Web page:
Carprofen (brand names: Novox or Rimadyl): Carprofen is used to treat pain and inflammation in dogs and a variety of animals. It has been proven to be clinically effective for the alleviation of symptoms associated with osteoarthritis in dogs, and is approved by the U.S. Food and Drug Administration for the management of pain and inflammation in dogs. Dogs given carprofen may experience gastrointestinal disturbances, such as minor vomiting, diarrhea, constipation, and momentary loss of appetite as side effects.
Deracoxib (brand name: Deramaxx): Deracoxib is administered to dogs after a surgical procedure (such as orthopedic and dental procedures) to lessen the discomfort caused by surgery and to treat osteoarthritis and other painful disorders or injuries. Deracoxib is offered as a chewable tablet for oral use. Deracoxib, like other NSAIDs, can negatively affect the digestive system, the most frequent of which are diarrhea, vomiting, appetite loss, and weight loss.
Firocoxib (brand names: Previcox or Equioxx): Firocoxib is used to relieve pain and inflammation in dogs and other animals. The most typical conditions for which it is used are arthritis and pain following injury or surgery. Firocoxib is administered orally as a chewable tablet or oral paste, though it can alternatively be made into a liquid. The most common side effects are vomiting and decreased appetite. There are more severe side effects as well, such as persistent nausea or vomiting, changes in bowel movement, behavioral changes, frequent urination, and jaundice.
Grapipant (brand name: Galliprant): this is another Metacam alternative given to dogs with canine osteoarthritis might take grapiprant to relieve their pain and inflammation. Grapiprant is administered orally in the form of tablets. Vomiting, diarrhea, a loss of appetite, blood or mucus in stool, are some of the side effects of this medication.
Will these alternatives make dogs drowsy?
Like Metacam, most NSAIDs do not make dogs drowsy. NSAIDs typically have little negative side effects and are safe for dogs. But occasionally, they can aggravate or even cause digestive, liver, or renal issues.
If your dog is reacting poorly to an NSAID, you might be able to tell, here are signs to watch out for:
- Changes in behavior
- Loss of appetite
- Skin rashes and scabs
- Diarrhea, vomiting, and tarry stools
What is the correct dosage of Metacam?
Your vet will determine the correct dosage for your dog depending on their unique medical needs and body weight.
Metacam typically comes in oral suspension form with a strength of about 5 mg, but it may also come in pill form, and can be added to your dog’s food. Your vet will advise you on the best form to use and method of administration.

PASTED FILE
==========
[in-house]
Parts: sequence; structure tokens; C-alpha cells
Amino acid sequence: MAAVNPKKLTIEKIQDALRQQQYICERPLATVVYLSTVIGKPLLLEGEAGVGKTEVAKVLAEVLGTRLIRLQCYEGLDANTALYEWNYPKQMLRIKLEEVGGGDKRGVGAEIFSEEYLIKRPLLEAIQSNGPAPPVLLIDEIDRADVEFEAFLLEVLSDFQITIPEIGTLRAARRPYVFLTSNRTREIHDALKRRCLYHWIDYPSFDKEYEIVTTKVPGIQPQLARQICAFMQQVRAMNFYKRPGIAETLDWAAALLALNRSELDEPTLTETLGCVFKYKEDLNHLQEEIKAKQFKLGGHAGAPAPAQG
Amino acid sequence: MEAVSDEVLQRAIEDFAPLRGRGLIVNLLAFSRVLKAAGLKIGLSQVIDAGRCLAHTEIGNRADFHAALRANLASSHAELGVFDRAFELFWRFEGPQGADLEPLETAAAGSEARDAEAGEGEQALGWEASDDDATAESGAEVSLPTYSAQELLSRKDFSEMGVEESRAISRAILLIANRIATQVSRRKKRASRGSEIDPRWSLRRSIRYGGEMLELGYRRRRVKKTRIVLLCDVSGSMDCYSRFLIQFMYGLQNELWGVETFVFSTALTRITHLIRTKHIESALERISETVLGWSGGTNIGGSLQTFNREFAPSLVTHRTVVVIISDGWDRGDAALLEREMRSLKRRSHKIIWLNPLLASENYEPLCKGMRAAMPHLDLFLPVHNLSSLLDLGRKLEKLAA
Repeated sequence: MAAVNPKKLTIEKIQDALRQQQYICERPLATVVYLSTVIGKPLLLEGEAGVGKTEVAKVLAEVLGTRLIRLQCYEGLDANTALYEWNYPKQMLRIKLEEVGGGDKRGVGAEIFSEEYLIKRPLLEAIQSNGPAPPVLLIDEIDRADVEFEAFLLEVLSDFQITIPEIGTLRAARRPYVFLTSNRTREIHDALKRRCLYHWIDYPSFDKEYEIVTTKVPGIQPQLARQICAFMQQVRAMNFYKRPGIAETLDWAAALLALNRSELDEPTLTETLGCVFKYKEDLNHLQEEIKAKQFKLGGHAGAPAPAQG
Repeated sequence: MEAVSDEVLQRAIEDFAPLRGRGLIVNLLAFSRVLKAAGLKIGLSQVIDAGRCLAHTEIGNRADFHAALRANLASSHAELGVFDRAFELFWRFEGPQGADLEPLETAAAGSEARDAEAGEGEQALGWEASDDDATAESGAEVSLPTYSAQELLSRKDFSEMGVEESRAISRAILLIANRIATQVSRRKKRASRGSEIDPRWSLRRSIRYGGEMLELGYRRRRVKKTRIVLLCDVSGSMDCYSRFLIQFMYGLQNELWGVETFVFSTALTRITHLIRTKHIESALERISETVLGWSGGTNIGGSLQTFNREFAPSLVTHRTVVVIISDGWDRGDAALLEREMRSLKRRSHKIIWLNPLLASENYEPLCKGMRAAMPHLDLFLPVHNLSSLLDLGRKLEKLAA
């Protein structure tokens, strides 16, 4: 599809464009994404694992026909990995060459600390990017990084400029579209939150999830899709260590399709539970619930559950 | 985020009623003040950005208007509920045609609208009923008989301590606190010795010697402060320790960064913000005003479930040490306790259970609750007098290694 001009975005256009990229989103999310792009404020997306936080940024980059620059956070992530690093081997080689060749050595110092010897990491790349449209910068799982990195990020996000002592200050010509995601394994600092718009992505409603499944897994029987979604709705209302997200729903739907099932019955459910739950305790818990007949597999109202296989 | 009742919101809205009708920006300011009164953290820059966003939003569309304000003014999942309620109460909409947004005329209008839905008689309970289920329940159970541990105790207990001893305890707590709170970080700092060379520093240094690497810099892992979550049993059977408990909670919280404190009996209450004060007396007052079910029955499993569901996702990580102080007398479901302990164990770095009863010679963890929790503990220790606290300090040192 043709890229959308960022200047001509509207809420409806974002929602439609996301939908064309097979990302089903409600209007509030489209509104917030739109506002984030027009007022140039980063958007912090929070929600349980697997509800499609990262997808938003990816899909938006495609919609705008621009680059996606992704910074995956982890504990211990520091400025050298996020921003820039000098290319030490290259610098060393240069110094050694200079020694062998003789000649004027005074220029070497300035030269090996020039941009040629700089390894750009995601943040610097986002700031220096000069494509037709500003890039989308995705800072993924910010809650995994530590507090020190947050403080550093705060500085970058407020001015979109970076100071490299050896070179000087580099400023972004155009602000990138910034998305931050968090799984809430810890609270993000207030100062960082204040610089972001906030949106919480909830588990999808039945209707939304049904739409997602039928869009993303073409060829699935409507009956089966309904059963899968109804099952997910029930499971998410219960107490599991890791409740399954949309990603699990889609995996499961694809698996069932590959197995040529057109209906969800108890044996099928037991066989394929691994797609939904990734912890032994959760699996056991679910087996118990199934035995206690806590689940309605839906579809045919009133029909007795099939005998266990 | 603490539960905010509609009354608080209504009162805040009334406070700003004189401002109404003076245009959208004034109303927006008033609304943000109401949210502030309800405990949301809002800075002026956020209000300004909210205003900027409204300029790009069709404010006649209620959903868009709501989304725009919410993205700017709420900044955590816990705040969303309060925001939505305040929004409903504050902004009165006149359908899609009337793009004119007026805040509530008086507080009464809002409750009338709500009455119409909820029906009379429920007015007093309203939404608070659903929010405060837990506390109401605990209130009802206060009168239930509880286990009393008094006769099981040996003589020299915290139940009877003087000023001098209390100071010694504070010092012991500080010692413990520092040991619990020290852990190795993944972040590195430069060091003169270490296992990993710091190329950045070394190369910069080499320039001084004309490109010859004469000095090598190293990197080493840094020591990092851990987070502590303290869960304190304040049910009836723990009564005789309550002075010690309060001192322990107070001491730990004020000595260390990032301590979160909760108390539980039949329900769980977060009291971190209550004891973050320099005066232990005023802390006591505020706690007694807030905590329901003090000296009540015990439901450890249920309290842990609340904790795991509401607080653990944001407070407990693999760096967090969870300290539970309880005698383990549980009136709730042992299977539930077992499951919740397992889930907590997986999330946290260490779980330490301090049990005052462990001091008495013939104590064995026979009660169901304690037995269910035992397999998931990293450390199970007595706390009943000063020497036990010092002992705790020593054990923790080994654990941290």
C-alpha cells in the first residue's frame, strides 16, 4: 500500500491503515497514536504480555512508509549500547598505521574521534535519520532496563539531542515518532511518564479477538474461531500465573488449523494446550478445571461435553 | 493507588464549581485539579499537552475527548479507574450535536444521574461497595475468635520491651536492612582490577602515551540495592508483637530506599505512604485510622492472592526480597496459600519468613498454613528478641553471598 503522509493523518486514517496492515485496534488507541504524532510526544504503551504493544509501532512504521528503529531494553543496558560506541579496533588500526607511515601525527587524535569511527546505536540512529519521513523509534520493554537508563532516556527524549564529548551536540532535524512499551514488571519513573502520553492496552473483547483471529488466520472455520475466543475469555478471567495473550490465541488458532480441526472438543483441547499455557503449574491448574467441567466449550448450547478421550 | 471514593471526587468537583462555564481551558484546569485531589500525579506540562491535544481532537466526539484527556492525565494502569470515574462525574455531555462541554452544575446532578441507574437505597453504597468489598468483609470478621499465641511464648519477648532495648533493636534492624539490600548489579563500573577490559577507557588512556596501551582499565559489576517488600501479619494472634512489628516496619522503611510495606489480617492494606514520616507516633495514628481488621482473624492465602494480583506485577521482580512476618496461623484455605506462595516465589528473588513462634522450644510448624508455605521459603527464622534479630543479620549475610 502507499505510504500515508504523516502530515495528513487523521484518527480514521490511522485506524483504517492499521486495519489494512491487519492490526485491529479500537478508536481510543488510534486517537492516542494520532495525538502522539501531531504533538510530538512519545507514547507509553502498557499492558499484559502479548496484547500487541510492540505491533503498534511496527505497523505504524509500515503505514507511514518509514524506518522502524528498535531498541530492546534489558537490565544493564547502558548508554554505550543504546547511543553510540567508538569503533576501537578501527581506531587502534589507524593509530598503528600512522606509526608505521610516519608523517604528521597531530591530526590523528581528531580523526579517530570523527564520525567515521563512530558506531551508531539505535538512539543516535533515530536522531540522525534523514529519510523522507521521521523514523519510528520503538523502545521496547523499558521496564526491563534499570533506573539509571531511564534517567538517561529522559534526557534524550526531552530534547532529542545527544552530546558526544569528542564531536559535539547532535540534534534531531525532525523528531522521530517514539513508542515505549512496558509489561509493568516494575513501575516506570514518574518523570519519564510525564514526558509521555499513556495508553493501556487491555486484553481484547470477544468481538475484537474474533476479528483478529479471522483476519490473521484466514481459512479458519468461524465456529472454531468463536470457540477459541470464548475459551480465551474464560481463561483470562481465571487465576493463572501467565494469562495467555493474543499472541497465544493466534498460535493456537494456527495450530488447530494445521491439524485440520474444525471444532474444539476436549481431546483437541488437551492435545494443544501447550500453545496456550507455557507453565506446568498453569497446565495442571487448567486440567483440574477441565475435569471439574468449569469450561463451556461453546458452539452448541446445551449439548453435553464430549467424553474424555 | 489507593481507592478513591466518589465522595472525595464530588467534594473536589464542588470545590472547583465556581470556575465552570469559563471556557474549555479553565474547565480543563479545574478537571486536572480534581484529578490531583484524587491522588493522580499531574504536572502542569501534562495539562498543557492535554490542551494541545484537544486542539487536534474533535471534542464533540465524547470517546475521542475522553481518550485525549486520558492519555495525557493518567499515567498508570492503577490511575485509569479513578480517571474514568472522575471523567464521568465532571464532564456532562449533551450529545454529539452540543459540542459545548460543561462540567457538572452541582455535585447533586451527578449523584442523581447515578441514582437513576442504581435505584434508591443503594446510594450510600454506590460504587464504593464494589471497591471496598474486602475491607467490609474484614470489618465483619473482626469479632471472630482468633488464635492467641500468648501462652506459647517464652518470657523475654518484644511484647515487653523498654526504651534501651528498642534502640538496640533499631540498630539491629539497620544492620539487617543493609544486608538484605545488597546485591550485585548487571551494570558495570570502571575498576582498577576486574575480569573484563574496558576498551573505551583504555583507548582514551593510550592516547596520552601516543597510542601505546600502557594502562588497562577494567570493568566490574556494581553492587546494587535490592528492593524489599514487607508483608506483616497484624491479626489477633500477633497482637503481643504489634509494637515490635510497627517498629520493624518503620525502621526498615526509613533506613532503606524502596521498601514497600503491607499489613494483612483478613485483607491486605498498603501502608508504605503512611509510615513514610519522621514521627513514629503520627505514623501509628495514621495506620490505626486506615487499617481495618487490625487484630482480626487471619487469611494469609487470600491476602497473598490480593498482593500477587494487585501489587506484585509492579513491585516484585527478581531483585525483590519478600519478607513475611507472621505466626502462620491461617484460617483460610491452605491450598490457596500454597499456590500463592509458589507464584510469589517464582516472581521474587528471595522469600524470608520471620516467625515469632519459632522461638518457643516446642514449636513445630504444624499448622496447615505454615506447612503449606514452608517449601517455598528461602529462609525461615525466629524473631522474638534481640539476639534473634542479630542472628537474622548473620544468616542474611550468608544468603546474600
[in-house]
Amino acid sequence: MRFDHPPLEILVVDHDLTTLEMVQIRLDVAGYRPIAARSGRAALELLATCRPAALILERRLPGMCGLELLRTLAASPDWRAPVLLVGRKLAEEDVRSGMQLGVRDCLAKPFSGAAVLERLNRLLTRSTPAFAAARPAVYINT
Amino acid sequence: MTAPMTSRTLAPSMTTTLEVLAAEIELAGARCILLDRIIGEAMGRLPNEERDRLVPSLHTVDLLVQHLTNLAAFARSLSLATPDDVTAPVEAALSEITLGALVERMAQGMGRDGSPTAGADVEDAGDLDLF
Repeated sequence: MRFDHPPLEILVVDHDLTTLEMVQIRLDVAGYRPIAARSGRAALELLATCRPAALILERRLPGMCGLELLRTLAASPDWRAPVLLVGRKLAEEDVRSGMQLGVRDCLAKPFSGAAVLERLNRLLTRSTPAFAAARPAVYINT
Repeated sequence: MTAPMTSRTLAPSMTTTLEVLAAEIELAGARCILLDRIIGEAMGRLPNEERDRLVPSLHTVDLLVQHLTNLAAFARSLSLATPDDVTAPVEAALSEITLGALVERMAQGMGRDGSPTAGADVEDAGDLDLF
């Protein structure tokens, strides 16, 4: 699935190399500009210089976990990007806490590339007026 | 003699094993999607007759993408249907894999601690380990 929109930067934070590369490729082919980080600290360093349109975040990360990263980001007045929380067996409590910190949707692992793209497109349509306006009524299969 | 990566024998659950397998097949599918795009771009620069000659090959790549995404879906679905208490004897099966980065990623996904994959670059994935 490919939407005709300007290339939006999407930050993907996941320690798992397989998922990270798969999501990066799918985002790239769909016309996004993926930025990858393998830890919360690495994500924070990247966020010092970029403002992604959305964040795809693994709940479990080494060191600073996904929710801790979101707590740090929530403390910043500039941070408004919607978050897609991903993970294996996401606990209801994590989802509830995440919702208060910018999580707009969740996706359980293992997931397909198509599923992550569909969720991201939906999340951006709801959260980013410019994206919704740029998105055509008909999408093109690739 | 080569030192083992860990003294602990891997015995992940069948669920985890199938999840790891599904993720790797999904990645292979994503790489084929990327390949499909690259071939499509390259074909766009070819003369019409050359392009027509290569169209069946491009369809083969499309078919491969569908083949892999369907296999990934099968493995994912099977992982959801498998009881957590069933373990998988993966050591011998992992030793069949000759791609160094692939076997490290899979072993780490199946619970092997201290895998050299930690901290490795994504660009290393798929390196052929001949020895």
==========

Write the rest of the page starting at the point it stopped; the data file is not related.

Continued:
On the first day, a dose of between 0.09 and 0.1 mg/lb is often given to dogs, followed by a lesser dose taken orally once daily at a rate of between 0.045g and 0.05 mg/lb from that point on. Make sure to follow the instructions of your veterinarian, and ask for clarification if the instructions are unclear.
Is it possible to overdose on Metacam?
Every medication has dosage guidelines and potential side effects, therefore, pet owners should be aware of the dosing recommendations and potential negative effects of Metacam. Serious negative reactions like vomiting, dizziness, and fainting can result from a Metacam overdose.
How long does it take for Metacam to begin to work?
One of the major advantages of Metacam is its fast action. Once given, a dog can begin to feel relief within 1 or 2 hours. Metacam is typically given to dogs orally in liquid form. You can easily administer the medication to your dog with a calibrated syringe. Your vet will communicate the appropriate dosage for your dog, which will be determined by your dog’s specific medical needs.
How long can a dog safely use Metacam for?
Canine osteoarthritis often requires long-term treatment for at least 3 months, and sometimes a dog may need lifelong therapy to treat their arthritis.
Depending on the severity of your dog’s condition, your vet will advise you to use Metacam for a predetermined amount of time as part of the recommended treatment approach. You may also be asked to give regular reports on the efficacy of the medication to determine if the treatment should be continued.
If your dog has osteoarthritis, it will probably have to deal with it for the remainder of their life, just like people who suffer the same condition. Given that Metacam has been successfully used for more than 20 years to treat dogs with osteoarthritis all over the world, you can use it with confidence.